Jambiyya Rooted in Traditional & Cultural Heritage [Archives:2001/40/Culture]

October 1 2001

Saleh Abdulbaqi
Cultural Editor
Yemen Times
Yemen still preserves a great number of traditional practices which reflect its rich civilization throughout history.
The handicraft industry is witness to this rich history, as Yemenis have mastered the making of certain cultural items ages ago. Part of this industry is the jambiyya that dates back thousands of years. The great demand for this piece of art has made it very valuable.
Yemenis used to wear the jambiyya as a weapon for self-defense. Nowadays, it is no longer used as a weapon, it has rather become a part of a man’s adornment, just like hand accessories.
The name jambiyya is believed to derive from the word ‘janb’ (next to). It is said that this name was attached to it because it accompanies man wherever he goes.
Studies and research done on a number of ancient jambiyyas with ornamental engravings on them in the Dhafar museum in Ibb, show that the jambiyya first emerged in the third millennium BC. This result is supported by the discovery of ancient dead bodies in Hadhramaut, on which clear traces outlining the jambiyya were seen.
Other studies suggest that the jambiyya dates back to the seventh century BC. Such studies were based on a statue of Maad Kareb taking the shape of a jambiyya. The first jambiyyas were shaped like swords, and through time they developed into the present shape.
The jambiyya is made of the head or the handle, which the most expensive part of the jambiyya. In fact, the value of a jambiyya depends on this part which is made of animals’ horns, giraffes’ bones, camels’ nails, etc.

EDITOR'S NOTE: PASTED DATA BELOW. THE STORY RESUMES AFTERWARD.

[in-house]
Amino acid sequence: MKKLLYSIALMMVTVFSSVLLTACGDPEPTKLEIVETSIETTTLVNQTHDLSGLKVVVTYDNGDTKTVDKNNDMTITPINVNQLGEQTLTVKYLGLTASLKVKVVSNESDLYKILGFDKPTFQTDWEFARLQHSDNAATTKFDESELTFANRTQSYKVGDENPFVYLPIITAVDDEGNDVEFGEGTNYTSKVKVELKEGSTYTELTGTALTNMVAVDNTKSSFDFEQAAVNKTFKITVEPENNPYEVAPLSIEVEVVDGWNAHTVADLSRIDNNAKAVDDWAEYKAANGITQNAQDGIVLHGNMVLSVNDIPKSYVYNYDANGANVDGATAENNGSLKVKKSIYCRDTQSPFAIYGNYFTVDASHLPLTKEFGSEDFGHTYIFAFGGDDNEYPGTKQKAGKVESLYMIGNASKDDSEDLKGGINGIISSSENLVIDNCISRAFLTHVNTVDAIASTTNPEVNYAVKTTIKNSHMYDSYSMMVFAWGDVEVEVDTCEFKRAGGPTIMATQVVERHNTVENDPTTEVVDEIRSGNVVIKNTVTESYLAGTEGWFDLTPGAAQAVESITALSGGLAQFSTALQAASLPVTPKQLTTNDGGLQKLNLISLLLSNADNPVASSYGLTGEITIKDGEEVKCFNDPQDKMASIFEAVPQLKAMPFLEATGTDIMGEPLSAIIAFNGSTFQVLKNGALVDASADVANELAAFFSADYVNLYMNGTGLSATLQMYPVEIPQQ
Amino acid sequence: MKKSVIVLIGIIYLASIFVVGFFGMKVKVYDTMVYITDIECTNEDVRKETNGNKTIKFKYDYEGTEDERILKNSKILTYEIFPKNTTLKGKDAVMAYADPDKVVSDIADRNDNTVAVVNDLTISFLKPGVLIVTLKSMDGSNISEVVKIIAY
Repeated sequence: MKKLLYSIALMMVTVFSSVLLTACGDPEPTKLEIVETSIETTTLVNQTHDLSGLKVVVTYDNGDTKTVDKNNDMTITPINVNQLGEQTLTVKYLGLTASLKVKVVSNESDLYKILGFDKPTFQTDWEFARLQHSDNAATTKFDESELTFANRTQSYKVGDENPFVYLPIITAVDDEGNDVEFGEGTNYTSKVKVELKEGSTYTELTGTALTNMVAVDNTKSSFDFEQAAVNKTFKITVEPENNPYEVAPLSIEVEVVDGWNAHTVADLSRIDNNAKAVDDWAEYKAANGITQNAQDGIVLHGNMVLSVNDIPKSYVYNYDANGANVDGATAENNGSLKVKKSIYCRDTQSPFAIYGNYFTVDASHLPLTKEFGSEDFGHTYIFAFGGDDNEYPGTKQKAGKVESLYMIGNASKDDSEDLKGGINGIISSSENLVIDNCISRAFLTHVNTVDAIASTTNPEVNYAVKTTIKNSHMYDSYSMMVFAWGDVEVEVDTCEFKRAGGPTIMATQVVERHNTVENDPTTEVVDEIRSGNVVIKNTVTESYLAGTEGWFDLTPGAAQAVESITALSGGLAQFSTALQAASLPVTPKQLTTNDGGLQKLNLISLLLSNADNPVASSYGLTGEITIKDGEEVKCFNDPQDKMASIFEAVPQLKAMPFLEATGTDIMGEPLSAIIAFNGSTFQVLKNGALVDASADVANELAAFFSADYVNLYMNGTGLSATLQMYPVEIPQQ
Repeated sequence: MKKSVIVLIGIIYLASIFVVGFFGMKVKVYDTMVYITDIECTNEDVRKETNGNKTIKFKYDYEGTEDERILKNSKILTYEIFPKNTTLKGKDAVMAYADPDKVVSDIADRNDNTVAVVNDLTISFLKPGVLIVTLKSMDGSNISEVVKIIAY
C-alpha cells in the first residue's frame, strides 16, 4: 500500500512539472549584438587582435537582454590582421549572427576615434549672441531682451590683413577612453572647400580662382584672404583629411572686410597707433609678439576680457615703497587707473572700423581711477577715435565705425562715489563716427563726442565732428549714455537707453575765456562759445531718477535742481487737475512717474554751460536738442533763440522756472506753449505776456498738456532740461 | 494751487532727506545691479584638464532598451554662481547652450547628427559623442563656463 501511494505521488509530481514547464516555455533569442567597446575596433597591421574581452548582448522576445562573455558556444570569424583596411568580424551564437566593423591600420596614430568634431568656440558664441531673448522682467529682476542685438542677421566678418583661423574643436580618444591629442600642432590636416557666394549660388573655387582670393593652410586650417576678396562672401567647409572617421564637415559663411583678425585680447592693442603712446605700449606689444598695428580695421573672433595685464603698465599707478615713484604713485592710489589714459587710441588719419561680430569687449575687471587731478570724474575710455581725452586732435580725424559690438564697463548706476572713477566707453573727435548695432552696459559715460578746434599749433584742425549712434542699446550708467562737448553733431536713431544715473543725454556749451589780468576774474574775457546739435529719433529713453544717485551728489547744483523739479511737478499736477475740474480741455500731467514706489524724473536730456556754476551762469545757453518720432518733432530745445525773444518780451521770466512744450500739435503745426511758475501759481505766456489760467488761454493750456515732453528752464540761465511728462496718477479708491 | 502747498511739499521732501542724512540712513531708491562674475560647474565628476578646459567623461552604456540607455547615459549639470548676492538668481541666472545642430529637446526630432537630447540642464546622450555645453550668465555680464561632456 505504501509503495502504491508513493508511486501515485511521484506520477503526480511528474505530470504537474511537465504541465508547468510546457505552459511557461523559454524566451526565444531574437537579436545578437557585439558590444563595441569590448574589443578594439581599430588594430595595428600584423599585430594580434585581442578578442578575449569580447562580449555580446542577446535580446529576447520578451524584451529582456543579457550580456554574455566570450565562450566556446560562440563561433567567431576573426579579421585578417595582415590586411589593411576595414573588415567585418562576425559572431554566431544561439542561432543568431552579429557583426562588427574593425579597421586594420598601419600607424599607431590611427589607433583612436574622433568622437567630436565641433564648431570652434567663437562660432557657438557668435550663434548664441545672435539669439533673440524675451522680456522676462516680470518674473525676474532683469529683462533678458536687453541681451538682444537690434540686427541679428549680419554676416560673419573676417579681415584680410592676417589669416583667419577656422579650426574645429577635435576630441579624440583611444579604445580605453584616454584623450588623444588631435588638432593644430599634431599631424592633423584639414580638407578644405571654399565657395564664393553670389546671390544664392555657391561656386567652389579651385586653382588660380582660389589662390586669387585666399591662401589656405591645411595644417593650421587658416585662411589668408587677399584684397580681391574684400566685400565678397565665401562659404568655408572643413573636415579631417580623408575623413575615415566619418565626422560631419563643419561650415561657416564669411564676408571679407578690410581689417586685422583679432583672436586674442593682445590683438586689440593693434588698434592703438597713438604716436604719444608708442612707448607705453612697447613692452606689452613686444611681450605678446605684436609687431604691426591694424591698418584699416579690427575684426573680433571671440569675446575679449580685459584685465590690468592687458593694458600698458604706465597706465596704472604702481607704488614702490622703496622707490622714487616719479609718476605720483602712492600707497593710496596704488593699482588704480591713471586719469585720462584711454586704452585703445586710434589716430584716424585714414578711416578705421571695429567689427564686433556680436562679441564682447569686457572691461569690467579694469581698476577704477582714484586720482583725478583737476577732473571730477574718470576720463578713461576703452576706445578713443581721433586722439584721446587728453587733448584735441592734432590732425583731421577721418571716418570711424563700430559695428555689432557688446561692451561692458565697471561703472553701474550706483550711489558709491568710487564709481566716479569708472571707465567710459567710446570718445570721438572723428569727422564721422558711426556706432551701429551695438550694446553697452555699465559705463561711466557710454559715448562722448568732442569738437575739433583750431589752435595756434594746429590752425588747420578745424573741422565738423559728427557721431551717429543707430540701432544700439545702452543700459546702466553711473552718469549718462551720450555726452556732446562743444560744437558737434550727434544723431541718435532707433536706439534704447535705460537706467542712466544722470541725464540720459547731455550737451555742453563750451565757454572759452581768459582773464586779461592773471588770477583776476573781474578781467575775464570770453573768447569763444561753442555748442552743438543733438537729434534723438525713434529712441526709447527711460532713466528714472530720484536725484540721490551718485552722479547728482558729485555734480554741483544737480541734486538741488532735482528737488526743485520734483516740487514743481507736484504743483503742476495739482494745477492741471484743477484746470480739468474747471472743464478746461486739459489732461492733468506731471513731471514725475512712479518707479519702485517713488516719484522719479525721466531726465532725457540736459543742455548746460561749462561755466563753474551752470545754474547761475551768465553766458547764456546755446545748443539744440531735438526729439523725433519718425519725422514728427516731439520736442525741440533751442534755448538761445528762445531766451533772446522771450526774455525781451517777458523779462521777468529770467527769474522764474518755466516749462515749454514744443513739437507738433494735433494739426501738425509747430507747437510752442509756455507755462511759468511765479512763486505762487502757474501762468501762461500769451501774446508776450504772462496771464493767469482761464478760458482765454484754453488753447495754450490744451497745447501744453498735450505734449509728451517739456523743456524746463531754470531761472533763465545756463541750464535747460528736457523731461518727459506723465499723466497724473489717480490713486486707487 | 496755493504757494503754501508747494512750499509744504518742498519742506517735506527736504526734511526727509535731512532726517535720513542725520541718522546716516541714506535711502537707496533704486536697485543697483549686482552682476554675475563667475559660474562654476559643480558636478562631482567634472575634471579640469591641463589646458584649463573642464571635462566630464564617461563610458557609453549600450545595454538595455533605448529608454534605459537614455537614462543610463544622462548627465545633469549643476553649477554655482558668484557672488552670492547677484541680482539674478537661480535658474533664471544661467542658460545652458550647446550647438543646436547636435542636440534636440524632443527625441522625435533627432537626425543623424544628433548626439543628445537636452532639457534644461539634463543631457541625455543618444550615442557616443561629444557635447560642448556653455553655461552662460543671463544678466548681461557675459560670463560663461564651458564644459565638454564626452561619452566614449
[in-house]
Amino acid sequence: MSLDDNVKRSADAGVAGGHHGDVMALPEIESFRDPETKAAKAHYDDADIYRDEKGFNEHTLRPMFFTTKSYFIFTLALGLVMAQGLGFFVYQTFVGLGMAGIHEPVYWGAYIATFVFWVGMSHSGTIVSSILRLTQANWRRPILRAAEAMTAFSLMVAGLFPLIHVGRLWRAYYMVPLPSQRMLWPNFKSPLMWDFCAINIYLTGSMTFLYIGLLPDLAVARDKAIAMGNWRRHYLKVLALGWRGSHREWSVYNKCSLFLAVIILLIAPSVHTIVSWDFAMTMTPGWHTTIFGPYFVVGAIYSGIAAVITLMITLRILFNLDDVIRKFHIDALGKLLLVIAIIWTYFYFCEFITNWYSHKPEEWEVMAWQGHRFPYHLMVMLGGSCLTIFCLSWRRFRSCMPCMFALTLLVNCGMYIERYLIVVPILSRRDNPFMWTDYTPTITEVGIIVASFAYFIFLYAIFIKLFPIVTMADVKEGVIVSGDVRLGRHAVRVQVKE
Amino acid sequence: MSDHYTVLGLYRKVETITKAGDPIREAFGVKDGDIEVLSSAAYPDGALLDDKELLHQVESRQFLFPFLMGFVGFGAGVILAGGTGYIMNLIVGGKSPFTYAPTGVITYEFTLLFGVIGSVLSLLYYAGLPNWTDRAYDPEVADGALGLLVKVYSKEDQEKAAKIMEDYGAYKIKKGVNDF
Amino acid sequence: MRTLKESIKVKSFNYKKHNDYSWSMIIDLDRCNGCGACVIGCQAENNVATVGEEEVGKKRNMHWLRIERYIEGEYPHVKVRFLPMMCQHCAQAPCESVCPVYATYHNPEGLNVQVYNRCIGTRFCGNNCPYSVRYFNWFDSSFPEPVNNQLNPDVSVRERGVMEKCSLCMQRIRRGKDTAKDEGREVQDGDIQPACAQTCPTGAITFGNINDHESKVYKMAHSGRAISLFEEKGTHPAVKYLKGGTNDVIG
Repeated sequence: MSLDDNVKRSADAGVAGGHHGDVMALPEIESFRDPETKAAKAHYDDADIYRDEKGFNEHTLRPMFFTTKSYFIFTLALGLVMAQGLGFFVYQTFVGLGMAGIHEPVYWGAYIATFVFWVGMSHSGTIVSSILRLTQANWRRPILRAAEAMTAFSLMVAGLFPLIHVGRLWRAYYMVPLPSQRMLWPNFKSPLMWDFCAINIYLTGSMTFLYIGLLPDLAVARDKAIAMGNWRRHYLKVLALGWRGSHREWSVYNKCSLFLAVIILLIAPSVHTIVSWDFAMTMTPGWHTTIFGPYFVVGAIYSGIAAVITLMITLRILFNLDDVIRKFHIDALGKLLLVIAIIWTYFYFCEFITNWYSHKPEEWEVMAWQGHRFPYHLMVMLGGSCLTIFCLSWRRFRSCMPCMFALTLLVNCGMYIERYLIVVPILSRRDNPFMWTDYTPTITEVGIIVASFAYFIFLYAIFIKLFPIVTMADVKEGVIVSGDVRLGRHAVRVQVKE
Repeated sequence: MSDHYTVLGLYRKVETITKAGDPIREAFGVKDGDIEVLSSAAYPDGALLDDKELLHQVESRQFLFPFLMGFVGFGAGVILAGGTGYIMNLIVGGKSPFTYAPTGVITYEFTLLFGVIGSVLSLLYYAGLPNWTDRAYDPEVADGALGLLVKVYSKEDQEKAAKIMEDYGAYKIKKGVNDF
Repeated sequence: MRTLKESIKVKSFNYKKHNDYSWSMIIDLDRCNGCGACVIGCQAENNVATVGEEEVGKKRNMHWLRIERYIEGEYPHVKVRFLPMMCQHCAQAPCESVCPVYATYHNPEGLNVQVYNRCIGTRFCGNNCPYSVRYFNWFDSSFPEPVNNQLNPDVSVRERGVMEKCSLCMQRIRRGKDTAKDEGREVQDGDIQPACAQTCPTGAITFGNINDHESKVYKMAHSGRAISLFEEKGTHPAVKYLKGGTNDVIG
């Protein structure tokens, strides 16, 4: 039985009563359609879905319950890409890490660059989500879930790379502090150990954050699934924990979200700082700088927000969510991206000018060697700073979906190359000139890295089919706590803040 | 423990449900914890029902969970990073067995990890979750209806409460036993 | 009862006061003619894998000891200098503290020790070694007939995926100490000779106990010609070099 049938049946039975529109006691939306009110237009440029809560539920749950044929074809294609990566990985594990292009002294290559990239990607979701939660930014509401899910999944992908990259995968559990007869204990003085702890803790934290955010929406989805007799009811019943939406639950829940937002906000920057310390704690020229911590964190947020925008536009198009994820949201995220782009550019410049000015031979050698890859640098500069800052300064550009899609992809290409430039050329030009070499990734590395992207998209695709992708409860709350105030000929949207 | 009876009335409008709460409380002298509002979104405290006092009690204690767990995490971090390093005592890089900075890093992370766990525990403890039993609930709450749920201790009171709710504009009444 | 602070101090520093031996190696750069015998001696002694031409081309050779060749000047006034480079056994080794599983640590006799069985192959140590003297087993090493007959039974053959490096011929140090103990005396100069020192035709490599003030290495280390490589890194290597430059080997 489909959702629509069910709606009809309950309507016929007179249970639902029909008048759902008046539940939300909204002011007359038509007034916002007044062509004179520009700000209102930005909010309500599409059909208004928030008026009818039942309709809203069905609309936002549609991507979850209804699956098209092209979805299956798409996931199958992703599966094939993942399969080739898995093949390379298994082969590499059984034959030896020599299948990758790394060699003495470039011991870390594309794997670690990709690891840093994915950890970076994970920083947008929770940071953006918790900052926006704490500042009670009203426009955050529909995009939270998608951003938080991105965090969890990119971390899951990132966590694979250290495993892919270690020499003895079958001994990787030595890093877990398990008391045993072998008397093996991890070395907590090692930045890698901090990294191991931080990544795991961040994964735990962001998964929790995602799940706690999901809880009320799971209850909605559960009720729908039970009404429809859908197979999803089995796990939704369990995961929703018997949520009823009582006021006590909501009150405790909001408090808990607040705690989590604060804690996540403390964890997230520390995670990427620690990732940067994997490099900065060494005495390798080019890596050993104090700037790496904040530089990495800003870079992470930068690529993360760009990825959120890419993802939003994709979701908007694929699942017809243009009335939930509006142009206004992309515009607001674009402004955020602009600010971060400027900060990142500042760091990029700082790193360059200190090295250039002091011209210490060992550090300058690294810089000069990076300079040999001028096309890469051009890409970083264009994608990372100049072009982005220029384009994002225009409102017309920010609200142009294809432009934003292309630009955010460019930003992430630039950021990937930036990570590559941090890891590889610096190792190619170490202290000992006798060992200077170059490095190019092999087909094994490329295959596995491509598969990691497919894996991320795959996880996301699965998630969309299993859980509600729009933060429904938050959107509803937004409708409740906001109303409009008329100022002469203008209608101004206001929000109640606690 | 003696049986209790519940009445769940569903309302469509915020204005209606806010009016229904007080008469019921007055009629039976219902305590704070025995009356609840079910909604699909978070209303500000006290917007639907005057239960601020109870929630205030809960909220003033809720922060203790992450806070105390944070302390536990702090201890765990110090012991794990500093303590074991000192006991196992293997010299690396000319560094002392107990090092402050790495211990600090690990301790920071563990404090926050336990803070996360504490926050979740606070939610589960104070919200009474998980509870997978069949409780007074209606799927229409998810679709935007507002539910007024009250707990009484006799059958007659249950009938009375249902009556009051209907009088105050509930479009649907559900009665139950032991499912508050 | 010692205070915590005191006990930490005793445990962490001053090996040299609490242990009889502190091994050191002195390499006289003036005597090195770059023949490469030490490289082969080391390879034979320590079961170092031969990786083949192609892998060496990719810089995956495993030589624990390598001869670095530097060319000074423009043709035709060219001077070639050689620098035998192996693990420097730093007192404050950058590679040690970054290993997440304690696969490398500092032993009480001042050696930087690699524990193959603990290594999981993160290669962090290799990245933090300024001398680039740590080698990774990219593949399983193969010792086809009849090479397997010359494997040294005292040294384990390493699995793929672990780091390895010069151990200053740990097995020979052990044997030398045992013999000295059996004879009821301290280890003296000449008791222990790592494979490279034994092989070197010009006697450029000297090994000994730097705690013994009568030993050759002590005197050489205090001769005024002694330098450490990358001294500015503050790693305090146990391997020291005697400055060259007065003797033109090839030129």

Jambiyyas are usually named for their type of handle. For example, there are the Seifani jambiyyas which are the most expensive kinds. They are also called the heart because they are made from the inside bone of rhinoceroses. Then come the Assadi jambiyyas. This name is derived from an ancient Yemeni king named Asad Al-Kamel. Horns of rhinoceroses are imported from Kenya, India and the Horn of Africa. Other horns are local and they are also expensive.
Usually, the older the jambiyya is, the more expensive it will be. It is first dark, then light, and finally the color turns transparent, just like glass. Jambiyyas of this kind are 400-1500 years old. Such jambiyyas are worth millions. At the same time, some kinds are very cheap, costing about 1000 riyals (US $6). Nowadays, the best kind of jambiyya is getting more and more expensive, especially after banning the hunting of rhinoceroses.
Handles are also adorned by two pieces of gold or silver on each side.
Blades are very carefully made. They are always sharp with hollow lines on each side that allow air to get into the wound when stabbing it at a body.
Blades are also of different kinds. Some of these kinds are the Hadhrami, Adani, Al-Mabrad, etc. These also play a role in determining the value of the jambiyya. The best of these blades are the Hadhrami which are made in Hadhramaut.
To protect the jambiyya and to give it a more decorative shape, Yemenis tend to make the “aseeb,” a sheath that is made of the best kind of wood.
The aseeb falls into two categories according to the kind of wood used in it. The first is called Hashidi, which is the most widespread in Yemen. The other one is Bakili, which is more like a sword’s sheath. This kind was worn by a specific group of high ranking people in Lahj, and Abyan.
The Belt
The belt is the last piece of art to complete the final shape of any jambiyya. It is very carefully adorned. And again, it is good workmanship, engravings, etc. that determine its value. Belts are also of different kinds.
Usually, golden threads are used to adorn the belts. First a drawing is made on a piece of cloth, then comes the embroidery. The best kinds of belts are called Al-Mufadhali.